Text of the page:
The MCA BlogConnecting with others one story at a time
Decades of scientific evidence proving the harmful and often fatal effects of asbestos have been overshadowed by a judicial system wrought with legal obstacles that have allowed asbestos to continue to be imported, sold and utilized in the United States.
On June 22, 2016, then President Obama signed into law The Frank R. Lautenberg Chemical Safety for the 21st Century Act—an amendment of the Toxic Substances Control Act (TSCA)—aimed at updating the process for the evaluation and determination of whether or not regulatory control of an identified chemical is justified.
Nearly six months later on December 19, 2016, the Environmental Protection Agency (EPA) released a list of the initial ten chemicals selected for risk-evaluation under the amended TSCA.
Notably, asbestos was included in this first-round selection. This designation was viewed by many asbestos awareness advocates as a monumental step in the right direction towards achieving an eventual ban on asbestos in the United States.
While asbestos remains under evaluation for regulation by the EPA, data estimates from 2016 show that asbestos imports nearly doubled in comparison to 2015 with 705 metric tons of raw asbestos imported versus 343 metric tons.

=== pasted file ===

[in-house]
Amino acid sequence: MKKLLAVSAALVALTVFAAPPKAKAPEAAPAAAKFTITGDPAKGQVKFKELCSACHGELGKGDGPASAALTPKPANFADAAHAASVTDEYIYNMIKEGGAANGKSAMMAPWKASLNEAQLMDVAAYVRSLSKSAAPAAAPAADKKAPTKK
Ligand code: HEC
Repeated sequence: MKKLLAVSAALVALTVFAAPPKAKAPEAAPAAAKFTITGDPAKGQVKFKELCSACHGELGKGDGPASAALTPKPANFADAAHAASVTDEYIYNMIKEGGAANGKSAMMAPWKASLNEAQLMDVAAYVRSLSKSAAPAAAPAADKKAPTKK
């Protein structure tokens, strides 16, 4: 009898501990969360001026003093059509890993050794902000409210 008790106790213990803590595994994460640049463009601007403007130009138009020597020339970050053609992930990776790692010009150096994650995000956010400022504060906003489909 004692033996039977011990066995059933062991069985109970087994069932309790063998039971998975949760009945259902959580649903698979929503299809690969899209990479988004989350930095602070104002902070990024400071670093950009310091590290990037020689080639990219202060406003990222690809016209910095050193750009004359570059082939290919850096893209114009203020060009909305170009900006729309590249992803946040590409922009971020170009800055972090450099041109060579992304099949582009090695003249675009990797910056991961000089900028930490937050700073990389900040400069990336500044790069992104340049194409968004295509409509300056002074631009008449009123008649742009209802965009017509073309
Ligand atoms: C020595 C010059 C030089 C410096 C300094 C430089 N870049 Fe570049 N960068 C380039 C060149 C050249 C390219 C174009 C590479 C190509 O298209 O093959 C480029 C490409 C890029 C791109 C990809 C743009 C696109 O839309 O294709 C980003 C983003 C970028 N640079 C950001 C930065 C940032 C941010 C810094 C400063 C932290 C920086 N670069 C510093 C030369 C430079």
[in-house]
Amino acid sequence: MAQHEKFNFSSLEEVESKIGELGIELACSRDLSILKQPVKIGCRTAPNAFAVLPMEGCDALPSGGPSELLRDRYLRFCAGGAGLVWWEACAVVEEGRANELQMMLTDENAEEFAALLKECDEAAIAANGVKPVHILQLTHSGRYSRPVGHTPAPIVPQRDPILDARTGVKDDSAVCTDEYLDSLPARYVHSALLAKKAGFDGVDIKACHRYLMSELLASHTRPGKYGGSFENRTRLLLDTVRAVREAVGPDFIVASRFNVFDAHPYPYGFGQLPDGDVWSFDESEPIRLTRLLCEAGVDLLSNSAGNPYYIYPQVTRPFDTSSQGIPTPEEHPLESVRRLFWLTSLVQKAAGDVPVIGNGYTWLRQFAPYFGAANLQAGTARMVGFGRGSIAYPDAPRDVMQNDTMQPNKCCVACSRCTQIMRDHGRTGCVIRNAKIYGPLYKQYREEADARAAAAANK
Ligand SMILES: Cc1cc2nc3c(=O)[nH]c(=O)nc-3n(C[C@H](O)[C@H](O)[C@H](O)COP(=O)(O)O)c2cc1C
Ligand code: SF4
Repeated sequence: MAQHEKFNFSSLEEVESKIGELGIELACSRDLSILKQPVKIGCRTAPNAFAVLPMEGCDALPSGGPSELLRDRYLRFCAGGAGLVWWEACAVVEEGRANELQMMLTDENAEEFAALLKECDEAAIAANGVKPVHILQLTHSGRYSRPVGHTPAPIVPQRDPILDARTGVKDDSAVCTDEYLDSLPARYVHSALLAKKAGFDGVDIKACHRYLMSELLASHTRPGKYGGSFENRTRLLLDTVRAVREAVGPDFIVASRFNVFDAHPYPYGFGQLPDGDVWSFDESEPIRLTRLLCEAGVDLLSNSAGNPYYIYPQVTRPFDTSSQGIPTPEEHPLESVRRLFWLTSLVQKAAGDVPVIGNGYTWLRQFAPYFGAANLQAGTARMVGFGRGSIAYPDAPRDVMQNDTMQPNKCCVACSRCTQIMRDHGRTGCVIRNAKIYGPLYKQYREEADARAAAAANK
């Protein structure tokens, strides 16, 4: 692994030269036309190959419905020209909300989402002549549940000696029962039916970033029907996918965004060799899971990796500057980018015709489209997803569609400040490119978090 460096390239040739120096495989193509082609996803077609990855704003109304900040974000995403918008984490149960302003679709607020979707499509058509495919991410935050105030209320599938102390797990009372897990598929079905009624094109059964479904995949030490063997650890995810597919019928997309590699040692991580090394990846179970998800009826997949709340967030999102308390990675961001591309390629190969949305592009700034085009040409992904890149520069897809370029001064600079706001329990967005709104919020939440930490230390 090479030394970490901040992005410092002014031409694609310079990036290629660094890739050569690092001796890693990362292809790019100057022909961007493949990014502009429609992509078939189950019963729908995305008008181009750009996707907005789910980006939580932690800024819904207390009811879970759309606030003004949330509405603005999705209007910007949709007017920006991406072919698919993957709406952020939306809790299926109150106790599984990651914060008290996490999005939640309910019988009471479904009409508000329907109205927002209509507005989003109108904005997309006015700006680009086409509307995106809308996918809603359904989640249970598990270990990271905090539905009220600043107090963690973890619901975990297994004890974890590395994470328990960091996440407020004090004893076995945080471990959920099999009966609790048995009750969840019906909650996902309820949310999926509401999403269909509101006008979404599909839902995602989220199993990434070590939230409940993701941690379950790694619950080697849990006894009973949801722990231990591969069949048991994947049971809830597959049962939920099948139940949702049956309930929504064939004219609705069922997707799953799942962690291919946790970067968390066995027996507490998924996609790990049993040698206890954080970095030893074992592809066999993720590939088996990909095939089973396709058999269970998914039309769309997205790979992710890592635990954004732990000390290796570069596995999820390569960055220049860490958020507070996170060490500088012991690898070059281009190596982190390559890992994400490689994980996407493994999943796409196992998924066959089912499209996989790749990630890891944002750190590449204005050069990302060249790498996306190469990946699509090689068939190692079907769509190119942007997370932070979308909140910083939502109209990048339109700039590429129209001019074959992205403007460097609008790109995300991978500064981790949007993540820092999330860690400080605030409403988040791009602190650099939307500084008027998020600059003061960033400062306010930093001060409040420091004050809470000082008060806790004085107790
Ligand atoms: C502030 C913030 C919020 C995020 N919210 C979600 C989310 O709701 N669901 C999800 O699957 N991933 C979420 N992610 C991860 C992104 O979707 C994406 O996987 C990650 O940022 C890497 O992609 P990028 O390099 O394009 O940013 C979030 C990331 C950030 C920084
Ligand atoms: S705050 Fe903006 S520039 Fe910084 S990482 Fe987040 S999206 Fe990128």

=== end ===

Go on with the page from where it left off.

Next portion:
In the United States, the chlor-alkali industry is the lone user of raw asbestos. Lobbyists from the American Chemistry Council are pushing hard on behalf of this industry to be granted an exemption under the amended TSCA that would allow for the continued importation and utilization of asbestos specific to this industry.
Is the United States on its way to overcoming the roadblocks imposed by the asbestos industry to join the more than 60 nations worldwide that have already banned asbestos? Or will bureaucratic industrial strongholds prevail? Time will soon tell.
Image: Chrysotile Asbestos
Resources for Mesothelioma Patients and Their Families
- Request a Free Mesothelioma Treatment Guide
- Connect with Top Mesothelioma Doctors
- Locate the Nearest Comprehensive Cancer Center